On July 1, 2021, the FTC commissioners voted 3-2 to approve a package of omnibus resolutions that instructed the agency’s personnel to employ fact-finding “compulsory process” devices, such as subpoenas and civil investigative demands, to scrutinize seven areas that have been designated as enforcement priorities. The enforcement areas of interest encompass: conduct affecting workers and small businesses; COVID-19-related damages; healthcare organizations, specifically hospitals, pharmaceutical companies, and pharmacy benefits managers; mergers, both in-progress and already consummated; repeat offenders; and technology companies and digital platforms.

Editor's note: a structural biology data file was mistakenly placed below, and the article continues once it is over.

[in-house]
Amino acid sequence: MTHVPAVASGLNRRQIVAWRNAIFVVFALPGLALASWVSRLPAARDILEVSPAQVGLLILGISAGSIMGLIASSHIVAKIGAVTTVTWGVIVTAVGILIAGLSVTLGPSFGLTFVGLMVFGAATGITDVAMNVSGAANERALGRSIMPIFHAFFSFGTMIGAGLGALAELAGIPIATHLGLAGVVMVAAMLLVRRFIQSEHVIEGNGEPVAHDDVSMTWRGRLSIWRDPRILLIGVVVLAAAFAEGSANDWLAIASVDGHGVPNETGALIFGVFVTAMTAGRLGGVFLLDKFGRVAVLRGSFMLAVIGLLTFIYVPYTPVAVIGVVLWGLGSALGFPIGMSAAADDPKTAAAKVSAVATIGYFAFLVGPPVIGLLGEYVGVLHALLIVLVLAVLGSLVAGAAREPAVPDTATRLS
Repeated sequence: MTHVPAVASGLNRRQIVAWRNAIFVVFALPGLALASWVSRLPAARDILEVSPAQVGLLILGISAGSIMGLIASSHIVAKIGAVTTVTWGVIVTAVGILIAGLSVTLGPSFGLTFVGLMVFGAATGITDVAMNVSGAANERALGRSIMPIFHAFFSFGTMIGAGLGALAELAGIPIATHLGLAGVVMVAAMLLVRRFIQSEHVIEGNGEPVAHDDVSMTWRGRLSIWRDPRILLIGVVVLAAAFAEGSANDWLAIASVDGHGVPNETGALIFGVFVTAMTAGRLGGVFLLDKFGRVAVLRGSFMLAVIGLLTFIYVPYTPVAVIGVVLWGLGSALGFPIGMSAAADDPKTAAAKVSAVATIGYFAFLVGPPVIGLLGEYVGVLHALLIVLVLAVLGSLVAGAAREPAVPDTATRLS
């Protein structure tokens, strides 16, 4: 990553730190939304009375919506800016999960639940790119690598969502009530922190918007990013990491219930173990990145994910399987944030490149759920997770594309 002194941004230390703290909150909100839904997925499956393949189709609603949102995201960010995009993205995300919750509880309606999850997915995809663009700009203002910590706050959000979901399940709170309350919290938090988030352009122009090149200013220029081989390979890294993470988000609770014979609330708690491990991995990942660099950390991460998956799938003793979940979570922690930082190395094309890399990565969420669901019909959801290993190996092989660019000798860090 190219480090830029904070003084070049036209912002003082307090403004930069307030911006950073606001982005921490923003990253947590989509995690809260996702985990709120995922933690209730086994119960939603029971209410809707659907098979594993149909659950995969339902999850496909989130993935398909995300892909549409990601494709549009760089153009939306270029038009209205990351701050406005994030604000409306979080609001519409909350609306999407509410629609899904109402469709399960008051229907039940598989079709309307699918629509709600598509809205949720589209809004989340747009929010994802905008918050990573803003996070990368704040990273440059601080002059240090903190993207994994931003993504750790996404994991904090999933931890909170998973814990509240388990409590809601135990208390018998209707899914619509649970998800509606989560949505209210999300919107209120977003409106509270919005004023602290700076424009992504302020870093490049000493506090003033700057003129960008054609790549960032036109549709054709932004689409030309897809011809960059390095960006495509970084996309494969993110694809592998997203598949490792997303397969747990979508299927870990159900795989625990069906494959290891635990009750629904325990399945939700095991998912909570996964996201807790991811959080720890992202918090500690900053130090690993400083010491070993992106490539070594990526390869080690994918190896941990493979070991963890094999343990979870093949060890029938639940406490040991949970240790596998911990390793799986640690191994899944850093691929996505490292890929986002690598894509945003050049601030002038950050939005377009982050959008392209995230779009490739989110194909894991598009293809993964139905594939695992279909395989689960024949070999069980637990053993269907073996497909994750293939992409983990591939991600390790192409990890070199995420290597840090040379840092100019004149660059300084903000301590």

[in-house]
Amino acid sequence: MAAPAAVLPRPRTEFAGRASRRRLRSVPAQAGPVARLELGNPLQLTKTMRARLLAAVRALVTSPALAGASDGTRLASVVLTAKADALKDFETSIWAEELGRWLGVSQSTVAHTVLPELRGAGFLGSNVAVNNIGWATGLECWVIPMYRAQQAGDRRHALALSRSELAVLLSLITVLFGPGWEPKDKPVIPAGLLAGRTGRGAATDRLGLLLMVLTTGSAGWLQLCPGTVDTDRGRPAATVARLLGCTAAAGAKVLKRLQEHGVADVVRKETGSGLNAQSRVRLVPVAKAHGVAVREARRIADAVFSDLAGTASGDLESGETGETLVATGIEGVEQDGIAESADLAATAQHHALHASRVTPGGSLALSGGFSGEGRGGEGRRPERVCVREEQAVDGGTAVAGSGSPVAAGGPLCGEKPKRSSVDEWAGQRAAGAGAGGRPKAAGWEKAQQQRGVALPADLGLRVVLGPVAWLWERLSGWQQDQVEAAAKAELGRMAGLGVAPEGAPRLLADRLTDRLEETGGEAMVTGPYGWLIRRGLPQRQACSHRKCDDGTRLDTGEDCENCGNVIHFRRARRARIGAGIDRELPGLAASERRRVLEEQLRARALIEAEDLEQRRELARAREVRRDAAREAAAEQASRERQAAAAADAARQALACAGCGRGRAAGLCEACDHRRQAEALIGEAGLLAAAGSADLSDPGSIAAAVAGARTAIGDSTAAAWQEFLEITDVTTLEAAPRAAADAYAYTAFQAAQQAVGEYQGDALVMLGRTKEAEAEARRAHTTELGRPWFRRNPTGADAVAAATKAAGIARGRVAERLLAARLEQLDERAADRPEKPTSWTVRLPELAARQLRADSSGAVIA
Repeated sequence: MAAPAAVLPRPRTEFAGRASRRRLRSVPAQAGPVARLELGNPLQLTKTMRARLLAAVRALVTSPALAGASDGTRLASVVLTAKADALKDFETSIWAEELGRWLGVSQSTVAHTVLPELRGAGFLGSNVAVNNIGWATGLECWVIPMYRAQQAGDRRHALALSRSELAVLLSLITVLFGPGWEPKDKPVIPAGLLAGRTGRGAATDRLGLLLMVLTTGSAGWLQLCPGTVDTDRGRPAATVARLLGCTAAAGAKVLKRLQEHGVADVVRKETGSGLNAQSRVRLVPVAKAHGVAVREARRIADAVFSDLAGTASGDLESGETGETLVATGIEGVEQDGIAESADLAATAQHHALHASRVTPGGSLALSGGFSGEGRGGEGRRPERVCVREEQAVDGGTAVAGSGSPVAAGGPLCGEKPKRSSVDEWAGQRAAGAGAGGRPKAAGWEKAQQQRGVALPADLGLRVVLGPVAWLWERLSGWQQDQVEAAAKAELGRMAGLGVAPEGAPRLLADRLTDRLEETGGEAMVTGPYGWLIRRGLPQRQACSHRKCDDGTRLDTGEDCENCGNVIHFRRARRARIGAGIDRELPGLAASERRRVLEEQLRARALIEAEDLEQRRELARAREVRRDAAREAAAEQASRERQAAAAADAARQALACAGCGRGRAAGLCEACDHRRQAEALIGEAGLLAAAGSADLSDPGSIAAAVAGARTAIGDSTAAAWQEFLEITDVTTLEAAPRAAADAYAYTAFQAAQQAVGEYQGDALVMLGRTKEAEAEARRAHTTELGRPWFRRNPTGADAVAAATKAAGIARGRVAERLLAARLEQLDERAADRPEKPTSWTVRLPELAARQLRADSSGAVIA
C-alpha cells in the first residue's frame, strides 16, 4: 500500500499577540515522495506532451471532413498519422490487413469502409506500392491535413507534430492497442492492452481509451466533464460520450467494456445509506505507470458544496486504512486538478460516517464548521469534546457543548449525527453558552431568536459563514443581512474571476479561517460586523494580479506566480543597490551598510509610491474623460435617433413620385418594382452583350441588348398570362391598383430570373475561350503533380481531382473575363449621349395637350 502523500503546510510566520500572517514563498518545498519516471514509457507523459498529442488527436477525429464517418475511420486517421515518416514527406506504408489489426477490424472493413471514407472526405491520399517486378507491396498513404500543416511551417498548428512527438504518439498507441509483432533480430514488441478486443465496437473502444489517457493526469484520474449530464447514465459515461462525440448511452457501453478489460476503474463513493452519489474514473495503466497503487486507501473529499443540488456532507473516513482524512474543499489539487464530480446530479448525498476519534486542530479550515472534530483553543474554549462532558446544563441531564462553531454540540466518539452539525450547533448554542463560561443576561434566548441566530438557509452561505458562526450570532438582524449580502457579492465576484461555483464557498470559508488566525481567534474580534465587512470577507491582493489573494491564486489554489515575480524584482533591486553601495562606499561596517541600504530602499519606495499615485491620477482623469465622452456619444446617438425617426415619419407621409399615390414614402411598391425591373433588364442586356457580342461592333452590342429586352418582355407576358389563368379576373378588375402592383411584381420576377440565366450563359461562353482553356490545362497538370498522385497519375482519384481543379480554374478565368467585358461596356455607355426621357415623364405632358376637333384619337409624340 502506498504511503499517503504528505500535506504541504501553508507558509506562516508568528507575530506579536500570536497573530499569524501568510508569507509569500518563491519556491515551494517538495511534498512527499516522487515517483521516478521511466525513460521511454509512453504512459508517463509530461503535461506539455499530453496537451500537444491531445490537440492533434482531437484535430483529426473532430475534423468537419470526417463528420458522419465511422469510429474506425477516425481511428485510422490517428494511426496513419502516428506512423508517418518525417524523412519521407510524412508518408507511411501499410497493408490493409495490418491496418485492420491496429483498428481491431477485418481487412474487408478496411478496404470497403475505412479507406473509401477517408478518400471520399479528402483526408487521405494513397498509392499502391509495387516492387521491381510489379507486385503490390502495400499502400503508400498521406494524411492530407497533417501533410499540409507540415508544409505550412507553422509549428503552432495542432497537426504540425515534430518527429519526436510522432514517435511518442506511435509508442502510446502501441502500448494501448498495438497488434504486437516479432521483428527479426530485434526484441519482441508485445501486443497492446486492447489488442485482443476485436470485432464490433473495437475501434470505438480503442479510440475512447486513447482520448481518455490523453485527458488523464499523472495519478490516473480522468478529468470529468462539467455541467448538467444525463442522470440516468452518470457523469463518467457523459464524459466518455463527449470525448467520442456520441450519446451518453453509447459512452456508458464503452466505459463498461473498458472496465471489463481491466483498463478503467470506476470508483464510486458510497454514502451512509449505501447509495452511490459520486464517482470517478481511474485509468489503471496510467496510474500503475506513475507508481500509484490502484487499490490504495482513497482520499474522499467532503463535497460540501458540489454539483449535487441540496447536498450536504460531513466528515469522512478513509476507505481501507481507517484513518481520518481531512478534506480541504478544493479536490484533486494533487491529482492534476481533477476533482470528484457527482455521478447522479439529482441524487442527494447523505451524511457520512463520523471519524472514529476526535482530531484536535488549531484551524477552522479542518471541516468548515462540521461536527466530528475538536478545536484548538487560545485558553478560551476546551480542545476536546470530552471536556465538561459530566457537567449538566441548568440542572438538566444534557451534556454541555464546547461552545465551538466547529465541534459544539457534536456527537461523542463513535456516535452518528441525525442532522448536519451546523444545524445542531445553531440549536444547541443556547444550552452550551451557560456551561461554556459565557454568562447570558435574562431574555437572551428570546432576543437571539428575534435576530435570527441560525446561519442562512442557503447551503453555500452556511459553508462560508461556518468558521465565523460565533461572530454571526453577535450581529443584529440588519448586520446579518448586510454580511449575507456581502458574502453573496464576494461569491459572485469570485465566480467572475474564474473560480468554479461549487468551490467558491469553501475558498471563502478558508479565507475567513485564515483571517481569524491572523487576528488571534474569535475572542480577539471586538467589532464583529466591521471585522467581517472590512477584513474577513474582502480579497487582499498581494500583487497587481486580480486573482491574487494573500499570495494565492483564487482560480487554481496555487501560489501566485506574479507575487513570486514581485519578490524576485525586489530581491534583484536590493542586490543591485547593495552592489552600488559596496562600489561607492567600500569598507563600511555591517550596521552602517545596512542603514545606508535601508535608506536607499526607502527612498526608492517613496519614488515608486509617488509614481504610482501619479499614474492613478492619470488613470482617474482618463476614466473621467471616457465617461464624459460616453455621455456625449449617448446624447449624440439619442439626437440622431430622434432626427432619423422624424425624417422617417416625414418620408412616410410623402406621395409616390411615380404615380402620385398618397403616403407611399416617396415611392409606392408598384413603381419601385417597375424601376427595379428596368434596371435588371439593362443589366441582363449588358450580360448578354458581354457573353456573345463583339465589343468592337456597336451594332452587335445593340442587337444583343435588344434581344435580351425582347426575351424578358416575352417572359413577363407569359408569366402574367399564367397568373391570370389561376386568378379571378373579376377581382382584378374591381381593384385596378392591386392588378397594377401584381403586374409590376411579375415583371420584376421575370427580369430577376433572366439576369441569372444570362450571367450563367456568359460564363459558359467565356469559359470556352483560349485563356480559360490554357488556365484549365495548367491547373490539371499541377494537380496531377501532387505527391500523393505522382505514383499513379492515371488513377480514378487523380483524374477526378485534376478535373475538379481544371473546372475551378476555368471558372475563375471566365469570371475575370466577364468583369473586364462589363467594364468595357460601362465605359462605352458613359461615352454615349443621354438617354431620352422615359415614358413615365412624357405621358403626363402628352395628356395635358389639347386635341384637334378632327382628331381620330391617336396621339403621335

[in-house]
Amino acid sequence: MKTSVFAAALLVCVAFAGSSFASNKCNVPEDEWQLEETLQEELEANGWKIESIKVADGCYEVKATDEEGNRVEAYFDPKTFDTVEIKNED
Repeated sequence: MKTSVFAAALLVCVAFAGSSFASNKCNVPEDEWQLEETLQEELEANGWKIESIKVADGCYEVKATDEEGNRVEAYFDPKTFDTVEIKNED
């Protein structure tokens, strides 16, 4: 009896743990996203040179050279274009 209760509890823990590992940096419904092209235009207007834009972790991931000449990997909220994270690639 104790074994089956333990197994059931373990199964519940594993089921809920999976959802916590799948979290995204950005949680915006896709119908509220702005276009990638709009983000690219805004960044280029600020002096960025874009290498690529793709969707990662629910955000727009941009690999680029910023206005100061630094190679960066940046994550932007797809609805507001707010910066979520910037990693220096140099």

Compulsory process mandates that a party under investigation, or a related party, provide the commission with information, testimony, documents, or data. While compulsory process approval is sometimes limited to a particular investigation, the newly-approved resolutions enable its use in the specified industries or situations on a continuing basis for 10 years, except if revoked earlier by the Commission. However, for any individual investigative document to be issued, it still must first be signed by a commissioner.